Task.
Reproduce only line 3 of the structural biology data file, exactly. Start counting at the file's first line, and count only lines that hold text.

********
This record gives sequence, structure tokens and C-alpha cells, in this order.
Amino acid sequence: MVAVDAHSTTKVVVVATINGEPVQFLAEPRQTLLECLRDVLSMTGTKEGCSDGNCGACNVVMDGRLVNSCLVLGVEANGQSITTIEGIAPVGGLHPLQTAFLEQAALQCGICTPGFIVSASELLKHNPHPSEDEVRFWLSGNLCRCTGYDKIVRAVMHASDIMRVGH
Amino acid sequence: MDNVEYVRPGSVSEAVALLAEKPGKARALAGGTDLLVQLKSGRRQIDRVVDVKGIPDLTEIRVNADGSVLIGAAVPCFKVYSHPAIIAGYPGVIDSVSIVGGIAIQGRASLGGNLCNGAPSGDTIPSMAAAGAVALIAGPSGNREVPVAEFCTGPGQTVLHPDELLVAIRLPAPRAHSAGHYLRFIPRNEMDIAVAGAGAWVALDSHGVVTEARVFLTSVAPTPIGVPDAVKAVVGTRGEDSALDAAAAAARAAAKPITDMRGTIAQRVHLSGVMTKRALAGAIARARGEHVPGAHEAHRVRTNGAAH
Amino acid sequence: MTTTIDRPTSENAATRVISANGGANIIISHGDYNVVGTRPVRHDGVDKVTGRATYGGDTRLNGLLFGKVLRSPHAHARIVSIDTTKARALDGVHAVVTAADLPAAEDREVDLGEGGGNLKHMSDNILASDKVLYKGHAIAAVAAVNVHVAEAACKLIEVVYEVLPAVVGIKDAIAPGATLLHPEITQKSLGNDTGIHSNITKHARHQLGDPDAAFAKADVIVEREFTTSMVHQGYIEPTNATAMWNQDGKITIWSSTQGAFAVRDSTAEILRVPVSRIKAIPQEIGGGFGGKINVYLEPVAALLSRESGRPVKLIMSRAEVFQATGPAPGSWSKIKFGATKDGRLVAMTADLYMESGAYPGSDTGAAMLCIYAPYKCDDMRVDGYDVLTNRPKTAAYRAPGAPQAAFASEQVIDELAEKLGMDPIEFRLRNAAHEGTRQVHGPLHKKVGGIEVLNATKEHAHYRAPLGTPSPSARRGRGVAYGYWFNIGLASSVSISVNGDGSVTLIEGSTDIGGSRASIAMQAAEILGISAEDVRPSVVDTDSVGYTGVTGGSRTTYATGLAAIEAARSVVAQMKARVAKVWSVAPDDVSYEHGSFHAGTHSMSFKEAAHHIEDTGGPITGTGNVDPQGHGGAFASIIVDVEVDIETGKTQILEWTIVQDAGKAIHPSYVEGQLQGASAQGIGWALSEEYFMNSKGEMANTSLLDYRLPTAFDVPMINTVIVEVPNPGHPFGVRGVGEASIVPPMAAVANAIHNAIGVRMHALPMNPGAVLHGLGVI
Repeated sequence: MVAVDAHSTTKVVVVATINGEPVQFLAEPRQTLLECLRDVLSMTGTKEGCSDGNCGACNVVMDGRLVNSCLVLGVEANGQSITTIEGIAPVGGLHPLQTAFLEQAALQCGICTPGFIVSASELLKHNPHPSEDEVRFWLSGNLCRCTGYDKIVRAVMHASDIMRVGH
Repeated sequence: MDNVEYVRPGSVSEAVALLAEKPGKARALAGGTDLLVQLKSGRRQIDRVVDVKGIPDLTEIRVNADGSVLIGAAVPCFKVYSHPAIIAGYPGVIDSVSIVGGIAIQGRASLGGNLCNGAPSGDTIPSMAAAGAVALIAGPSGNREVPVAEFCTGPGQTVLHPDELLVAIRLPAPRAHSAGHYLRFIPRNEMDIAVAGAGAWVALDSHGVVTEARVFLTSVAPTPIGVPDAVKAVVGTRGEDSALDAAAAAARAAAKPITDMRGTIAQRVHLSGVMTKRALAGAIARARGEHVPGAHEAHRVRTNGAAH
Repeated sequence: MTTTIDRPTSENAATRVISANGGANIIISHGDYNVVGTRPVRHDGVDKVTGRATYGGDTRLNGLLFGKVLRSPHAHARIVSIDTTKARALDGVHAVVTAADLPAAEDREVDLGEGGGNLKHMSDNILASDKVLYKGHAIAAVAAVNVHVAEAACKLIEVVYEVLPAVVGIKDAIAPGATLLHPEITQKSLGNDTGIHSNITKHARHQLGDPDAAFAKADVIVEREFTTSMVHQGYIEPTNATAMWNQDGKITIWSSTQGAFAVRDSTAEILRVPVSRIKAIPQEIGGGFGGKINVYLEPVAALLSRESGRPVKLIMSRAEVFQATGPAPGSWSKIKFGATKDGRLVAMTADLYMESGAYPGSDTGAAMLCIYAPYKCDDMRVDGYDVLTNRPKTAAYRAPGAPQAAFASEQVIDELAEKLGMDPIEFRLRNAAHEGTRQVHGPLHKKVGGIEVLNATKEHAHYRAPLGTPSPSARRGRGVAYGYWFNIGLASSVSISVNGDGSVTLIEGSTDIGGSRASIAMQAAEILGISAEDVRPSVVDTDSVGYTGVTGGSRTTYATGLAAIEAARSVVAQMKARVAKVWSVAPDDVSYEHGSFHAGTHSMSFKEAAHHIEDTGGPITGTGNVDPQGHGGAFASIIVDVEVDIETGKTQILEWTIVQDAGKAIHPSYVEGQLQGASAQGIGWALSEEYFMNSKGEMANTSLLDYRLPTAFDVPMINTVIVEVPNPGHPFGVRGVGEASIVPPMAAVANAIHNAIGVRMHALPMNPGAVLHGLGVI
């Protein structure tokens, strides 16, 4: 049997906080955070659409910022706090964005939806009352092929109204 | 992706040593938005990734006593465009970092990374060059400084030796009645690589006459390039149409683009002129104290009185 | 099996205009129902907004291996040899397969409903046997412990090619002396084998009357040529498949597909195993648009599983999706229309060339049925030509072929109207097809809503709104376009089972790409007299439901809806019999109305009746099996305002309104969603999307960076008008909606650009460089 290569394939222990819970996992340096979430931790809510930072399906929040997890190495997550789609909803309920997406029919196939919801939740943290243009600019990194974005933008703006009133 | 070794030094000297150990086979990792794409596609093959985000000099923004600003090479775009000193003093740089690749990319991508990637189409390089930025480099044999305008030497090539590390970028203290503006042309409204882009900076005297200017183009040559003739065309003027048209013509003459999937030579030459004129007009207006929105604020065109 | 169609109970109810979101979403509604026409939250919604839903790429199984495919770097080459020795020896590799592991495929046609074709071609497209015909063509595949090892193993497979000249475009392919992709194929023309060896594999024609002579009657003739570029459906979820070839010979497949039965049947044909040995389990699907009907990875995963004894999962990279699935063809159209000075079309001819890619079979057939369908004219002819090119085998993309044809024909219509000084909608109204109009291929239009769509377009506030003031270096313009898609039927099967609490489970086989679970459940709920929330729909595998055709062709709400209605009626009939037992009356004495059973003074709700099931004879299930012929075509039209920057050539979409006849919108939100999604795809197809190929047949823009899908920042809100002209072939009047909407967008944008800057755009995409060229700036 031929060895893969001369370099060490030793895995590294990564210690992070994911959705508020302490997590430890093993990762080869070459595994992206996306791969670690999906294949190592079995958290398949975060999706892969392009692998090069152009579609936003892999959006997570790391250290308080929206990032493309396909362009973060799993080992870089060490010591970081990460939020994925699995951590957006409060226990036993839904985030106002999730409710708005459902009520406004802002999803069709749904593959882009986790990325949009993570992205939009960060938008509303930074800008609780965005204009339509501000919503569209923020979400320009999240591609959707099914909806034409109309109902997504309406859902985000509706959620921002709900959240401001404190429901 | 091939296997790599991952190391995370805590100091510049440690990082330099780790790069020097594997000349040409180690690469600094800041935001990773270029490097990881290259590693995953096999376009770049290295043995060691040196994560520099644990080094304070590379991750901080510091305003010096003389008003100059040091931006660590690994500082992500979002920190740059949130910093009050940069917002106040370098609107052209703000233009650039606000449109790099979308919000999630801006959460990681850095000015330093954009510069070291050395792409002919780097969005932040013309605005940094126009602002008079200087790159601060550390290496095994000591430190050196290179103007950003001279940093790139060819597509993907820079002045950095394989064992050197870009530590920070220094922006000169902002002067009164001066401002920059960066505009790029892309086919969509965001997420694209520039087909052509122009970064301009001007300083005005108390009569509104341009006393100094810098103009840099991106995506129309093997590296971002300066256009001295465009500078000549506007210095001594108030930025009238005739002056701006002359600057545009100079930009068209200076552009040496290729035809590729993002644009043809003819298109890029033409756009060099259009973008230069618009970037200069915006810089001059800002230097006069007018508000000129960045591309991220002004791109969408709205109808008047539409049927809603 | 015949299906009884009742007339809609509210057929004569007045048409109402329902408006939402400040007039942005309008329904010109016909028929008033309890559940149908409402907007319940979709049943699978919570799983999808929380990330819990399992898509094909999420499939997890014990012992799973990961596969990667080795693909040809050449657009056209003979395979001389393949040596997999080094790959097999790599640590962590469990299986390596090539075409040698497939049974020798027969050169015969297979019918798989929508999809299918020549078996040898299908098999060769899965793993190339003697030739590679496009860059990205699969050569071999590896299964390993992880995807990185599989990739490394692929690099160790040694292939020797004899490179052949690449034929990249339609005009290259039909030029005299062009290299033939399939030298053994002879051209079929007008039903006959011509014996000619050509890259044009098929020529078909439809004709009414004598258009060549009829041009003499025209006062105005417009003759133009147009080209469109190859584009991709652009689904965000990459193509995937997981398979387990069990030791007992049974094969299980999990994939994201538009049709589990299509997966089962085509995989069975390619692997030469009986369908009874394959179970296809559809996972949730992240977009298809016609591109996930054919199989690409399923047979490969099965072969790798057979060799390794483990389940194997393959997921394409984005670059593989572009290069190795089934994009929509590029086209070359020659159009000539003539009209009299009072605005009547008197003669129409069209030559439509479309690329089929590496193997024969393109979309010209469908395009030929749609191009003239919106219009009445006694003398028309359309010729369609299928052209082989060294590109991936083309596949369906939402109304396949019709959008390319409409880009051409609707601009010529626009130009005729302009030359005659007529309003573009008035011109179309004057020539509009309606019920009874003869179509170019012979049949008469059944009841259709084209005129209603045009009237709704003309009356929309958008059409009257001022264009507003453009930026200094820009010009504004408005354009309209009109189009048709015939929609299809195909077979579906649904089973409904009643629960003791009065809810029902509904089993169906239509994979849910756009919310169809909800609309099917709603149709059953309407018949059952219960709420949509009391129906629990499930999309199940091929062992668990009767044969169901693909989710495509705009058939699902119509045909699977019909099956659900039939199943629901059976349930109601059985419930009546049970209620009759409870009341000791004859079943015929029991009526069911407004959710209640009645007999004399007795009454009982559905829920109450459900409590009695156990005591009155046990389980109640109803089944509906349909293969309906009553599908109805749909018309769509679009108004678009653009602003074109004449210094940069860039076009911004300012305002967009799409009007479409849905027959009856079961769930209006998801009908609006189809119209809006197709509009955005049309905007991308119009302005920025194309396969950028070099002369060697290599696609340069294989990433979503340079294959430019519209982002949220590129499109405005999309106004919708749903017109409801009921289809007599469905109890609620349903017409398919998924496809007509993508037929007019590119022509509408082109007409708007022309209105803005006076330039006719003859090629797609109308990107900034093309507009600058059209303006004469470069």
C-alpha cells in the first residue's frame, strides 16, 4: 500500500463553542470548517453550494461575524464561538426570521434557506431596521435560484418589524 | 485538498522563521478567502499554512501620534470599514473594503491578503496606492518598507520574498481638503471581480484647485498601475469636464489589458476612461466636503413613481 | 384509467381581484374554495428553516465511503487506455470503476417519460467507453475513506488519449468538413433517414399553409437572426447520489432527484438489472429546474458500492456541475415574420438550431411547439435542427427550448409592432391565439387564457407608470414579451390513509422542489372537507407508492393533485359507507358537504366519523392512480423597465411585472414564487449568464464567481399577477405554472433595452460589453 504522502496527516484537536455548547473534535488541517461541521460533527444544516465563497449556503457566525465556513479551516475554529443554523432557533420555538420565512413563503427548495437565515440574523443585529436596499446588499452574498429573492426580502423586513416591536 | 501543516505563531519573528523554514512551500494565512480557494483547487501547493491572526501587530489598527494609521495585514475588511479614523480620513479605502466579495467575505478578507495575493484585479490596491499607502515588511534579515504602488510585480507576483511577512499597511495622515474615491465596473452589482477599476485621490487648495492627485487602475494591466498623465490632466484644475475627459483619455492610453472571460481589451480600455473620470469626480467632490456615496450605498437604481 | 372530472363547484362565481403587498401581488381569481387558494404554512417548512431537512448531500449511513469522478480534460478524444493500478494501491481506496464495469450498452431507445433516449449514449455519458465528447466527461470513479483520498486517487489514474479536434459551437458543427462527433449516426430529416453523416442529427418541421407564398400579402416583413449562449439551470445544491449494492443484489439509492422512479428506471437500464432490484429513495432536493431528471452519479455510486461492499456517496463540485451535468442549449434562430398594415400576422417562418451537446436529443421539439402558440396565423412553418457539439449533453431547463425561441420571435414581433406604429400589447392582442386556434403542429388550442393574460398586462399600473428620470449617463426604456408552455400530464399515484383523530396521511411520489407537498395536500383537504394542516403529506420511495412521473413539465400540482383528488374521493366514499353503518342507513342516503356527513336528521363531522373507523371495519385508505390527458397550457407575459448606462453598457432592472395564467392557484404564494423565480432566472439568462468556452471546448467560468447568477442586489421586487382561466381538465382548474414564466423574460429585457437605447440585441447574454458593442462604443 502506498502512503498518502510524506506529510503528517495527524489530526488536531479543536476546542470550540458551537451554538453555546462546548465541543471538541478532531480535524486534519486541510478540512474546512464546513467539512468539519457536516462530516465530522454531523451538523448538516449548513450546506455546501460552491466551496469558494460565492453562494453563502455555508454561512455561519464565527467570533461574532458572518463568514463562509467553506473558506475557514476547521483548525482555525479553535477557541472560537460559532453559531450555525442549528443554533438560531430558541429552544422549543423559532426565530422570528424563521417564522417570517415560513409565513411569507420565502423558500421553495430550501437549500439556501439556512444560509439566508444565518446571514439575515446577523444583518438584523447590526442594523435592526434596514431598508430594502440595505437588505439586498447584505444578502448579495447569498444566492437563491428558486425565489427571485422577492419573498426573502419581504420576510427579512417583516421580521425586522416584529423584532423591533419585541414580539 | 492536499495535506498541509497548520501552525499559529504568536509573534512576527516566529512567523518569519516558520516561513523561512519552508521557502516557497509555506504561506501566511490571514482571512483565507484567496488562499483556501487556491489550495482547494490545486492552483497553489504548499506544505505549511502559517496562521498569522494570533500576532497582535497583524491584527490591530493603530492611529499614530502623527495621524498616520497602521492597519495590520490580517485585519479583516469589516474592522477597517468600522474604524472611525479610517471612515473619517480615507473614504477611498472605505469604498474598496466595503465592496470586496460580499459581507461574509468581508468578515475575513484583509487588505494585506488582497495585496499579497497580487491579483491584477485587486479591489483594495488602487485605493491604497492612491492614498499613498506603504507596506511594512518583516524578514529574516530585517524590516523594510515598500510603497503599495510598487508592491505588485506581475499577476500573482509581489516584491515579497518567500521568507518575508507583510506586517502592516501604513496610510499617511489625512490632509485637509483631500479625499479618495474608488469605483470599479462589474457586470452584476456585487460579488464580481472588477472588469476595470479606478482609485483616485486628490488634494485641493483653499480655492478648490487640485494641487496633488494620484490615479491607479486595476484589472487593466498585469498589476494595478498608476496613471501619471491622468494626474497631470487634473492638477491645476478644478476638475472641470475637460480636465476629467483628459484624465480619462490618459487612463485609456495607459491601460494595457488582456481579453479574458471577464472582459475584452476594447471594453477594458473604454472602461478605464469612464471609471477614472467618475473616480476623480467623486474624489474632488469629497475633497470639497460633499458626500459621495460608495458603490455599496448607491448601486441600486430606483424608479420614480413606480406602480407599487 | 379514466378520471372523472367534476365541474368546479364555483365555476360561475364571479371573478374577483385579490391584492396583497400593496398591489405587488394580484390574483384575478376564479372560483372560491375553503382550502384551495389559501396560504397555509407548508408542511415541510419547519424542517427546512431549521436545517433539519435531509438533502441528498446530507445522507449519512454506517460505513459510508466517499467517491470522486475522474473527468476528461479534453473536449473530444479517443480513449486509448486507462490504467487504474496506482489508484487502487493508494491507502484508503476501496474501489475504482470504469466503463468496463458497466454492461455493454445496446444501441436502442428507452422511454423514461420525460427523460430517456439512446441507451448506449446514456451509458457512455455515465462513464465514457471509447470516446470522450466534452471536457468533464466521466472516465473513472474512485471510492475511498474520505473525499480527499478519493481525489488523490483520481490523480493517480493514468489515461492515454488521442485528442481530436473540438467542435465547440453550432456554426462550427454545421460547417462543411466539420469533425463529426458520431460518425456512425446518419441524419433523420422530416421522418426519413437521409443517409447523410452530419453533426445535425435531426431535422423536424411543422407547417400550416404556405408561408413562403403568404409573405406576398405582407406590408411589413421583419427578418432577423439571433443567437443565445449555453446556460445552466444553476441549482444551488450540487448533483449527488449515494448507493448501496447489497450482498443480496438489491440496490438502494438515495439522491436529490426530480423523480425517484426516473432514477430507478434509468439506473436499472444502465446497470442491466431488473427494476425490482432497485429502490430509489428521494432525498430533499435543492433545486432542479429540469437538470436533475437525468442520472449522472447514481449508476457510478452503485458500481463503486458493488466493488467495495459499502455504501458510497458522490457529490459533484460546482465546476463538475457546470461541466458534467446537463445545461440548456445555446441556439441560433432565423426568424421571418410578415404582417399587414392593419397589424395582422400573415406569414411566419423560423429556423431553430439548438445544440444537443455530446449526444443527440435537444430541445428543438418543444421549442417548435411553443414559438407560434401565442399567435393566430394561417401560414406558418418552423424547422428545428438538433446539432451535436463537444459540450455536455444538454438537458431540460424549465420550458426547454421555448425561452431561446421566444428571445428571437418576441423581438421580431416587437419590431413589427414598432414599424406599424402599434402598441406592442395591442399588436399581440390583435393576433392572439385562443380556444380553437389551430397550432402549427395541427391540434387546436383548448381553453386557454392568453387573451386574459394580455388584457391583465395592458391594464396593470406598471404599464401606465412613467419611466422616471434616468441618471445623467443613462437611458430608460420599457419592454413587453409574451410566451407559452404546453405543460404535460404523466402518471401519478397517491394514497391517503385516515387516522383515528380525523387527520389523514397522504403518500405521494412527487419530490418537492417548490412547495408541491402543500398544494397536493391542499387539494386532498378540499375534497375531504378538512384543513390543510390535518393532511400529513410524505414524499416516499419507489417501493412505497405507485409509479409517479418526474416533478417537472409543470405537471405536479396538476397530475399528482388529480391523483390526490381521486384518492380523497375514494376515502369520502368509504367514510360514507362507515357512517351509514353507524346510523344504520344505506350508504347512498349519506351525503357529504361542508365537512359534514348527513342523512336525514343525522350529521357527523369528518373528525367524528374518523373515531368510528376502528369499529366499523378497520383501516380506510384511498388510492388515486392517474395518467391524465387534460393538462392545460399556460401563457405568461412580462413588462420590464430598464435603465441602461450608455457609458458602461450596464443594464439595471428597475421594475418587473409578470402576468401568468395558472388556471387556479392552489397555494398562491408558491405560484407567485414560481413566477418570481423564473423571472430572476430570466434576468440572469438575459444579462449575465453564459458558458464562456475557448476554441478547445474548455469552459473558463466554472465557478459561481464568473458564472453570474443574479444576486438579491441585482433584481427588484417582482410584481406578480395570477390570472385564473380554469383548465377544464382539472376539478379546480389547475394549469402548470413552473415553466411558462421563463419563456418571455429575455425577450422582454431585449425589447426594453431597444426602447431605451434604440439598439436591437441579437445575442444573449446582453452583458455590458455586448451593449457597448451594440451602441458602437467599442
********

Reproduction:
Amino acid sequence: MDNVEYVRPGSVSEAVALLAEKPGKARALAGGTDLLVQLKSGRRQIDRVVDVKGIPDLTEIRVNADGSVLIGAAVPCFKVYSHPAIIAGYPGVIDSVSIVGGIAIQGRASLGGNLCNGAPSGDTIPSMAAAGAVALIAGPSGNREVPVAEFCTGPGQTVLHPDELLVAIRLPAPRAHSAGHYLRFIPRNEMDIAVAGAGAWVALDSHGVVTEARVFLTSVAPTPIGVPDAVKAVVGTRGEDSALDAAAAAARAAAKPITDMRGTIAQRVHLSGVMTKRALAGAIARARGEHVPGAHEAHRVRTNGAAH